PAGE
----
Little Ollie’s staff struggles with loss
Employees at Little Ollie’s Chinese Restaurant in Aspen spent a tear-filled day at work yesterday, just one day after two co-workers were killed in an accident on Highway 82.
Ken Lin, longtime manager of Little Ollie’s, spent Monday contacting family members of 24-year-old Sing Guo Wu and 35-year-old Yiao Jun Zhang. Wu was a waiter and Zhang, a busser and delivery man at the restaurant. Both were Basalt residents.
They died Monday after being hit by a Jeep Cherokee as they were trying to push a disabled van to the side of Highway 82. Zhang died instantly, said Pitkin County Coroner Tim Walsh. Wu died two hours later at Aspen Valley Hospital.
The driver of the Jeep Cherokee, Kathryn Mahoney of Basalt, was treated and released from the hospital on Monday. Gerda Mankus, the 94-year-old passenger in the Jeep, was admitted to the hospital on Monday and remained there yesterday. A hospital spokeswoman said Mankus was still in fair condition Tuesday and was likely to spend at least one more night in the hospital.
According to the Colorado State Patrol, no citations have been issued in the accident, which remains under investigation.
Ling He, the 36-year-old woman who was steering the van when it was hit, was also treated and released Monday. She spent yesterday at home, Lin said.
“Physically, everything is fine for her,” said Lin, “but mentally it’s so difficult. She’s been crying all day.”
Lin was the first person Ling He spoke with after the accident. Police and rescue workers were unable to communicate with her in the aftermath of the wreck, so she called Lin from a cellular phone.
He was just arriving at work when the phone rang. “All I heard was screaming,” he said. Ling He’s hysteria and the mayhem of the situation were all Lin could hear for nearly a minute. But once he understood the seriousness of the situation, Lin said he closed the restaurant and went to the hospital.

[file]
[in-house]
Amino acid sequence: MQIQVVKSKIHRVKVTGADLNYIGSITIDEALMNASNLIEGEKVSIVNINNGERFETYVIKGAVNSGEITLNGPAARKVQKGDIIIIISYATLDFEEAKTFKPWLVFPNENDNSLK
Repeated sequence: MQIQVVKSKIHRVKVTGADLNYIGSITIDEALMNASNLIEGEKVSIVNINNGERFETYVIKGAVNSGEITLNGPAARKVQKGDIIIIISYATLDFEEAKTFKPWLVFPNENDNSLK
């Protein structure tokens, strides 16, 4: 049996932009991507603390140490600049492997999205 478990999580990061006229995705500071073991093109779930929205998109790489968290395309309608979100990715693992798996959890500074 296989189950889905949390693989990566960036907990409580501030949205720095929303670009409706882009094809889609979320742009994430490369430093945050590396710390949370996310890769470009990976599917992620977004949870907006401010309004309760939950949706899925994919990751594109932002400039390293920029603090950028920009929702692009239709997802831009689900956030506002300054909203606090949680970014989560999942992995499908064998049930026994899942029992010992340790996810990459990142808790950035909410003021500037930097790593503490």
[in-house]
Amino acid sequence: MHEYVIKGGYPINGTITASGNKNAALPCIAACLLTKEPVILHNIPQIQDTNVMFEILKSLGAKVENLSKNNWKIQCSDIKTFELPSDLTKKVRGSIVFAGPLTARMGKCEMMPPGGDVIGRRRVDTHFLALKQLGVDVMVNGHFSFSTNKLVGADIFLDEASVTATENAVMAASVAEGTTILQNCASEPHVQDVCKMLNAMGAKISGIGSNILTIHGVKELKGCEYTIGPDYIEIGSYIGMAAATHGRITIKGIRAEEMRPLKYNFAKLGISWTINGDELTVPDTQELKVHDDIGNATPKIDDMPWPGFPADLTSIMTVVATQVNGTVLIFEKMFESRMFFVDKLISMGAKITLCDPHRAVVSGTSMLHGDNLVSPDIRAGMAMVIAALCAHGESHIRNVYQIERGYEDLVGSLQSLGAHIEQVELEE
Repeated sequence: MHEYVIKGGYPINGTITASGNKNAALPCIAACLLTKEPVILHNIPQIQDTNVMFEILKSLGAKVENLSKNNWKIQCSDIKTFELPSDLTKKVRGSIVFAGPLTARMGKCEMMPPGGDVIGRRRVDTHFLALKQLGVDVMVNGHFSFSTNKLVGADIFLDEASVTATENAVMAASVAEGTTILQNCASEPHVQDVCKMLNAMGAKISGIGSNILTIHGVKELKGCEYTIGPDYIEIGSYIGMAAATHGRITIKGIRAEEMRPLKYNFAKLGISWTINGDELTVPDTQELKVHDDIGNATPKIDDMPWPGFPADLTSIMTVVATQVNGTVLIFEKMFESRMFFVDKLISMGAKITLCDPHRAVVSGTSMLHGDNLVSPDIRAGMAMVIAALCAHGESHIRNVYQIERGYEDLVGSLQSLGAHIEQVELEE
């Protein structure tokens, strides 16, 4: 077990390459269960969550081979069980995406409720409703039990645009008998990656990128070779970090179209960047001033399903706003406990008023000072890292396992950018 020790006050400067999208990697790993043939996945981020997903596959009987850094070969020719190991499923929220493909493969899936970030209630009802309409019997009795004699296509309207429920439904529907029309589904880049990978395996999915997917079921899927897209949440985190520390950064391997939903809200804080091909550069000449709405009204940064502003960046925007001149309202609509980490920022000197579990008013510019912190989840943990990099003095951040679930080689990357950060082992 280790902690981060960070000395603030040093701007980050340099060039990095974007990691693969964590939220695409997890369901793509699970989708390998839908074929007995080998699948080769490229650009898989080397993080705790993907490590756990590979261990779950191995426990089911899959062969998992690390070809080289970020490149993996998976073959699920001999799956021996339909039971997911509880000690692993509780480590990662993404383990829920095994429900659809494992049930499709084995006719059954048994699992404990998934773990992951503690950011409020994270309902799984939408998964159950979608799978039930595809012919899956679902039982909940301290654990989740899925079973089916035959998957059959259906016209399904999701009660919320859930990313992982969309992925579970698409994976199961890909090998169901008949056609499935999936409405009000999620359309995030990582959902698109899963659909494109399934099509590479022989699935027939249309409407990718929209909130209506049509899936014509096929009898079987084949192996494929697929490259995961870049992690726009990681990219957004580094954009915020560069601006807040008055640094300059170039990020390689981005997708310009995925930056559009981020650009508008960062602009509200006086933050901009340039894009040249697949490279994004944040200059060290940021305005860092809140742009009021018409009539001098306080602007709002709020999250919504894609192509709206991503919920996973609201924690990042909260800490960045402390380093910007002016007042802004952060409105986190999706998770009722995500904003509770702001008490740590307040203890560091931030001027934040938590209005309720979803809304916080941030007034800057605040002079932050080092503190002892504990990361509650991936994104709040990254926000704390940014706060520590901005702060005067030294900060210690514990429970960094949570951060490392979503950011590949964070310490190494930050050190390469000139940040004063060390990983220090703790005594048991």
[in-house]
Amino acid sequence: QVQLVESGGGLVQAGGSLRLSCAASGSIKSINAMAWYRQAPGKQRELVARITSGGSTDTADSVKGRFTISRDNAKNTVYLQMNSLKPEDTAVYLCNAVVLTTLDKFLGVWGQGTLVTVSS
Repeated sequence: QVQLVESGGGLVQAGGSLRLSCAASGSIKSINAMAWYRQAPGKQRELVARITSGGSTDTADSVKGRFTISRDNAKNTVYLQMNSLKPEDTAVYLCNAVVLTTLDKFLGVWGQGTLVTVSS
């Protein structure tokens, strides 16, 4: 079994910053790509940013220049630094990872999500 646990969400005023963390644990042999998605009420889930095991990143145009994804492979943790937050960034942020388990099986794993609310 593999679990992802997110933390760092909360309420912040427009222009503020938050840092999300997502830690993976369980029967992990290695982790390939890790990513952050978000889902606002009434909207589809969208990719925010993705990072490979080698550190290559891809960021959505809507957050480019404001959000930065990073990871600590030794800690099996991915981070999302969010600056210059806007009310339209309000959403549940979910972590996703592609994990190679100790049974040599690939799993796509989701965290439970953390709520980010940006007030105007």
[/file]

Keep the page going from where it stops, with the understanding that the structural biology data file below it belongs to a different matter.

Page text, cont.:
When Lin arrived at AVH, he faced the tragic news of Zhang’s death and the unlikely prospects for Wu’s survival. “My mouth is turning dry,” said Lin in broken English, “my face is turning white, and my legs are becoming weak.”
After Wu died and Ling He was safe at home, Lin spent the rest of the day contacting family members and helping them make travel arrangements.
Sing Guo Wu grew up in New York City. Lin said he has been coming to Aspen for several seasons to work at Little Ollie’s and save money for his family. He has a sister in school, a brother in college and a mother who is ill. Lin was not sure what kind of work Wu’s father does.
“He was a really young kid,” Lin said said of Wu. “He was really smart and he worked really hard.”
Yiao Jun Zhang, who went by the name Roger, hailed from China. He lived and worked here even though his wife and 5-year-old child live in China. Lin said the Zhangs learned of Roger’s death Tuesday morning at about 4 a.m. Mountain Standard Time.
Lin expects the Wu family to arrive from New York tomorrow night. The U.S. Embassy in Beijing has been contacted and travel arrangements are currently being made for Mrs. Zhang. She is expected in town next Monday.
“I’m personally best friends with the two,” Lin said, leaning against the wall and halfheartedly fighting back tears. “They were really good helpers.”
At Little Ollie’s yesterday, the waitress did everything she could to hold back her tears. Every now and then she paused to catch her breath.
The kitchen was unusually quiet, as the cooks and dishwashers dealt with the loss.
In front, customers and friends streamed through the front door to console the crew, dropping off flowers and cards.
Lin said he opened the restaurant because he thought it was the best place for people to bring their condolences and regrets. “This is a local restaurant – like part of a family,” Lin said. “We appreciate all the people who come here. We’re all sorry for the loss.”
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